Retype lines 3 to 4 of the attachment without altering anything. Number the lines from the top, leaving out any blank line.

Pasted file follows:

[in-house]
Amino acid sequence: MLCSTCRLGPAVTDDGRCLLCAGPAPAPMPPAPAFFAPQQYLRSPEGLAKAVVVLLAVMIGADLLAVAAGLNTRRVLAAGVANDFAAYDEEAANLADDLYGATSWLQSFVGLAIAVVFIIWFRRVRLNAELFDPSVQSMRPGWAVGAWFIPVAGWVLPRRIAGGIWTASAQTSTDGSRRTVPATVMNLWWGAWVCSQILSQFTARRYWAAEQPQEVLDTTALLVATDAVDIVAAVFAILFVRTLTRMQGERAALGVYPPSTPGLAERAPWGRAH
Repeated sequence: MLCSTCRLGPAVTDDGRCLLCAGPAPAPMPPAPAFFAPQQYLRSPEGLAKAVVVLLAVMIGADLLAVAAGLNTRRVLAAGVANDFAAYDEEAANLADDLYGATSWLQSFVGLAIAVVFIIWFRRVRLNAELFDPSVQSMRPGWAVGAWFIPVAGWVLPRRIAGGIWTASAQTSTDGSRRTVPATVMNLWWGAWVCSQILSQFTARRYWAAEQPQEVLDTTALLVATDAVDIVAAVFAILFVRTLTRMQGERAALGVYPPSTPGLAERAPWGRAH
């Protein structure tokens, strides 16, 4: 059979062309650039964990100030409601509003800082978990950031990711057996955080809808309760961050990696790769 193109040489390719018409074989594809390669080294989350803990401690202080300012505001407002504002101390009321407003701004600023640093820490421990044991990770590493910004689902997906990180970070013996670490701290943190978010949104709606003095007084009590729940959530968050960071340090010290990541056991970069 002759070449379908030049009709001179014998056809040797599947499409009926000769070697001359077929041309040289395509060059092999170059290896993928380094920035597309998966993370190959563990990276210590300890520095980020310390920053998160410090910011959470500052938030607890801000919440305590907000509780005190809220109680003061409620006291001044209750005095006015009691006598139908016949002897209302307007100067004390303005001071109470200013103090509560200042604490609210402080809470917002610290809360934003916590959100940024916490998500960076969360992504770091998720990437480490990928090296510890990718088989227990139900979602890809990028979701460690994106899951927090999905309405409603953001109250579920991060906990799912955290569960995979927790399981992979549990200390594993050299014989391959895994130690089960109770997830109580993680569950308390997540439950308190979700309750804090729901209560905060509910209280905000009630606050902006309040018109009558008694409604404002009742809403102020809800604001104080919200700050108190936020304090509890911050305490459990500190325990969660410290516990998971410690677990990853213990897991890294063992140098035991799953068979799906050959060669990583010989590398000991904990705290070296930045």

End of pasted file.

Repeated sequence: MLCSTCRLGPAVTDDGRCLLCAGPAPAPMPPAPAFFAPQQYLRSPEGLAKAVVVLLAVMIGADLLAVAAGLNTRRVLAAGVANDFAAYDEEAANLADDLYGATSWLQSFVGLAIAVVFIIWFRRVRLNAELFDPSVQSMRPGWAVGAWFIPVAGWVLPRRIAGGIWTASAQTSTDGSRRTVPATVMNLWWGAWVCSQILSQFTARRYWAAEQPQEVLDTTALLVATDAVDIVAAVFAILFVRTLTRMQGERAALGVYPPSTPGLAERAPWGRAH
């Protein structure tokens, strides 16, 4: 059979062309650039964990100030409601509003800082978990950031990711057996955080809808309760961050990696790769 193109040489390719018409074989594809390669080294989350803990401690202080300012505001407002504002101390009321407003701004600023640093820490421990044991990770590493910004689902997906990180970070013996670490701290943190978010949104709606003095007084009590729940959530968050960071340090010290990541056991970069 002759070449379908030049009709001179014998056809040797599947499409009926000769070697001359077929041309040289395509060059092999170059290896993928380094920035597309998966993370190959563990990276210590300890520095980020310390920053998160410090910011959470500052938030607890801000919440305590907000509780005190809220109680003061409620006291001044209750005095006015009691006598139908016949002897209302307007100067004390303005001071109470200013103090509560200042604490609210402080809470917002610290809360934003916590959100940024916490998500960076969360992504770091998720990437480490990928090296510890990718088989227990139900979602890809990028979701460690994106899951927090999905309405409603953001109250579920991060906990799912955290569960995979927790399981992979549990200390594993050299014989391959895994130690089960109770997830109580993680569950308390997540439950308190979700309750804090729901209560905060509910209280905000009630606050902006309040018109009558008694409604404002009742809403102020809800604001104080919200700050108190936020304090509890911050305490459990500190325990969660410290516990998971410690677990990853213990897991890294063992140098035991799953068979799906050959060669990583010989590398000991904990705290070296930045």